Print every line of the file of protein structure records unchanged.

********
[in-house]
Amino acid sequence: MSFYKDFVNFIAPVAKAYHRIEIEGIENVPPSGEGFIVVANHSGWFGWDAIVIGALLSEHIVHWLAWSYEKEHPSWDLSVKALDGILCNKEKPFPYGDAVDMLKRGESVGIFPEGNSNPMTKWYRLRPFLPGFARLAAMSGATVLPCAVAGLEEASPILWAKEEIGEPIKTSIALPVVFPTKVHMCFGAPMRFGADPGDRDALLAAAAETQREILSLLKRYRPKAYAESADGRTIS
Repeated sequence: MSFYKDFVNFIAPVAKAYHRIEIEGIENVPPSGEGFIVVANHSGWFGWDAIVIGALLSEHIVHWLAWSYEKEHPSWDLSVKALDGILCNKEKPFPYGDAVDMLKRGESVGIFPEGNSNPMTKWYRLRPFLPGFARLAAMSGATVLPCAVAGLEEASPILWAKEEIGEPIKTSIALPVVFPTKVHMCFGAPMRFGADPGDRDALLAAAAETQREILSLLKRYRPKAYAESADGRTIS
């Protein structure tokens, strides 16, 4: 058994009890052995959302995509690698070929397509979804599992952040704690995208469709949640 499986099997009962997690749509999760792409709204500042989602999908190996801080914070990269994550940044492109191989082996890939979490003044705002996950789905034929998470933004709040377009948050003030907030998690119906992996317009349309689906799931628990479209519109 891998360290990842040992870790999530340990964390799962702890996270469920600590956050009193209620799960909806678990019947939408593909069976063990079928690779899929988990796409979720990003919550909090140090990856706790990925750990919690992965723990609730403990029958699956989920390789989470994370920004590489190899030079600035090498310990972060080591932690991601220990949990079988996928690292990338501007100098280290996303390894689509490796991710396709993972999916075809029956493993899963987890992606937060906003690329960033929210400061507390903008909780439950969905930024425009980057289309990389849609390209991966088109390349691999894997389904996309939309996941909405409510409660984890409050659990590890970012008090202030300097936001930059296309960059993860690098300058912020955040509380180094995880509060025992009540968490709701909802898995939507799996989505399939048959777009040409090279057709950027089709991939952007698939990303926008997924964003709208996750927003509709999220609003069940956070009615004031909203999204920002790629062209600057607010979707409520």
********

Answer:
[in-house]
Amino acid sequence: MSFYKDFVNFIAPVAKAYHRIEIEGIENVPPSGEGFIVVANHSGWFGWDAIVIGALLSEHIVHWLAWSYEKEHPSWDLSVKALDGILCNKEKPFPYGDAVDMLKRGESVGIFPEGNSNPMTKWYRLRPFLPGFARLAAMSGATVLPCAVAGLEEASPILWAKEEIGEPIKTSIALPVVFPTKVHMCFGAPMRFGADPGDRDALLAAAAETQREILSLLKRYRPKAYAESADGRTIS
Repeated sequence: MSFYKDFVNFIAPVAKAYHRIEIEGIENVPPSGEGFIVVANHSGWFGWDAIVIGALLSEHIVHWLAWSYEKEHPSWDLSVKALDGILCNKEKPFPYGDAVDMLKRGESVGIFPEGNSNPMTKWYRLRPFLPGFARLAAMSGATVLPCAVAGLEEASPILWAKEEIGEPIKTSIALPVVFPTKVHMCFGAPMRFGADPGDRDALLAAAAETQREILSLLKRYRPKAYAESADGRTIS
């Protein structure tokens, strides 16, 4: 058994009890052995959302995509690698070929397509979804599992952040704690995208469709949640 499986099997009962997690749509999760792409709204500042989602999908190996801080914070990269994550940044492109191989082996890939979490003044705002996950789905034929998470933004709040377009948050003030907030998690119906992996317009349309689906799931628990479209519109 891998360290990842040992870790999530340990964390799962702890996270469920600590956050009193209620799960909806678990019947939408593909069976063990079928690779899929988990796409979720990003919550909090140090990856706790990925750990919690992965723990609730403990029958699956989920390789989470994370920004590489190899030079600035090498310990972060080591932690991601220990949990079988996928690292990338501007100098280290996303390894689509490796991710396709993972999916075809029956493993899963987890992606937060906003690329960033929210400061507390903008909780439950969905930024425009980057289309990389849609390209991966088109390349691999894997389904996309939309996941909405409510409660984890409050659990590890970012008090202030300097936001930059296309960059993860690098300058912020955040509380180094995880509060025992009540968490709701909802898995939507799996989505399939048959777009040409090279057709950027089709991939952007698939990303926008997924964003709208996750927003509709999220609003069940956070009615004031909203999204920002790629062209600057607010979707409520």